The first wife of one of two men accused of terrorizing the city with a string of shootings said he once threatened to kill her and boasted that he knew how to get away with it.

Tracie Hazelett, 33, was married to Dale S. Hausner for a year and a half in the early 1990s.

"He wasn't very nice to me," Hazelett said in an interview Monday with The Associated Press at her home in suburban Avondale. "He was very mentally abusive. He used to tell me ways he could kill me and get away with it ... He would tell me he could break my neck and put me at the bottom of the stairs and act like I fell."

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Hazelett said she was shocked to hear Hausner, 33, had been arrested last week as part of an investigation that has grown to include seven killings and the wounding of 17 people in the Phoenix metropolitan area since May 2005.

Also arrested was Hausner's roommate, 30-year-old Samuel John Dieteman. The two are being held without bond.

"Looking back, I can see him doing something like this," Hazelett said of Hausner. "But I never would have imagined it."

She said Hausner never hit her, but constantly belittled her. "I was really miserable," she said. "He'd tell me, 'You can't cook, you can't clean. You're ugly. No one wants you.'"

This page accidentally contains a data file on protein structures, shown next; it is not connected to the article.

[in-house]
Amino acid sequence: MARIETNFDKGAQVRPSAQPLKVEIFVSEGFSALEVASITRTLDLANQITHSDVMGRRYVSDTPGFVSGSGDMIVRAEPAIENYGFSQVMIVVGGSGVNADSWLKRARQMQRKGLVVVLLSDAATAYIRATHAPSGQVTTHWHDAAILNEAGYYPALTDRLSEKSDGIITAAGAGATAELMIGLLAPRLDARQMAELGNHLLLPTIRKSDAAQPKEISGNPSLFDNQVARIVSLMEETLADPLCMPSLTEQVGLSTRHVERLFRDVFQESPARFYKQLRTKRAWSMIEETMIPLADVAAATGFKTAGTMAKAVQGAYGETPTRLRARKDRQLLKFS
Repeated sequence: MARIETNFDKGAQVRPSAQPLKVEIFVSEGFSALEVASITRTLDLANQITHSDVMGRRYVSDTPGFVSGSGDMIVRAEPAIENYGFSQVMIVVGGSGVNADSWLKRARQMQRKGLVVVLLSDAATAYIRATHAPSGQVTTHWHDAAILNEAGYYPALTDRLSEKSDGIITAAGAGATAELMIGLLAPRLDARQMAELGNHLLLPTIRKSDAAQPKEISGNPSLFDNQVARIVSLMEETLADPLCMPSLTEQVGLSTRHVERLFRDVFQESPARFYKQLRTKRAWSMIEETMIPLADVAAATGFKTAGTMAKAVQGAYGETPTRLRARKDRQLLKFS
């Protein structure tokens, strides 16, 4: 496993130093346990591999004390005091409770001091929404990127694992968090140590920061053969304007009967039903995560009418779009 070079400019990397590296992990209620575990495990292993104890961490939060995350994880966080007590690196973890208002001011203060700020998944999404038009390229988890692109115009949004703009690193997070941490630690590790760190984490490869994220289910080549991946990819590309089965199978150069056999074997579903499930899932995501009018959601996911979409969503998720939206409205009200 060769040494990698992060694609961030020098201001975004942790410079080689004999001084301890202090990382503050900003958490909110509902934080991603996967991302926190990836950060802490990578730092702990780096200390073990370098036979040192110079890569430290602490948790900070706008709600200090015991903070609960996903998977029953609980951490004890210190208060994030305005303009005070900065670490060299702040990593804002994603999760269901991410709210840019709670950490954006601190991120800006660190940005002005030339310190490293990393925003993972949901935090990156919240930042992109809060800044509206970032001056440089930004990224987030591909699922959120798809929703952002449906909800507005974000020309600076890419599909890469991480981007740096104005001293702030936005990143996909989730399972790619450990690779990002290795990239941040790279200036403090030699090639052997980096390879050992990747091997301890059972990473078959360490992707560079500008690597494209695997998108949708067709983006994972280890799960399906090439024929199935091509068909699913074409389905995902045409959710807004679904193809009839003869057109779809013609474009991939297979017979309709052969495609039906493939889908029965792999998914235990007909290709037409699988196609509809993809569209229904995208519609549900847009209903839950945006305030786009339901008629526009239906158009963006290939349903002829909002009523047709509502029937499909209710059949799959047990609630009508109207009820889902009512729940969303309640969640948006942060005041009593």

In a jailhouse news conference Monday, Dale Hausner challenged Karen Hausner's claims.

"That's just ex-wife stuff," he said. "That's just character assassination. She is just looking to get her ugly face in the paper."

Hazelett left Hausner and filed for divorce in September 1993, according to court records. He remarried, to Karen Hausner, who filed an order of protection against him in February 2002. In that document, she described Hausner as threatening and abusive.

Linda Mary Swaney, Hausner's girlfriend and the mother of his 2-year-old daughter, also filed for an order of protection against him in July.

Hausner and Dieteman have been jailed since last week and been booked for investigation on two counts each of first-degree murder and 13 counts each of attempted first-degree murder.

Hausner said Monday that authorities won't be able to prove the case against him, though Dieteman could have committed the crimes without his knowledge — possibly taking his car while he was sleeping.

"I don't see Sam as a cold-blooded killer, but if they've got evidence saying he is, there's not much I can do to refute that," Hausner said.

Jail officials said Dieteman declined requests for an interview.

Dieteman, a drifter who was wanted in Minnesota on several criminal charges, had been surviving in Arizona for the past few years with the help of friends, said Kelly Hottowe, a bartender who has known him since 2002.

Then, last summer, the bottom fell out. Dieteman's mother kicked him out of her house in Glendale, and he lost his job as an electrician, Hottowe told the AP.

"He started drinking a lot," she said. "He'd be at the bar as soon as it opened."

It was during this year, police said, that Dieteman started preying on pedestrians and bicyclists with Hausner. According to court documents, Dieteman said the two would drive around at night and randomly shoot people on the street.

Hausner said he and Dieteman merely drove around to unwind. "There is no law against driving around at night because you are tired and can't sleep," Hausner said.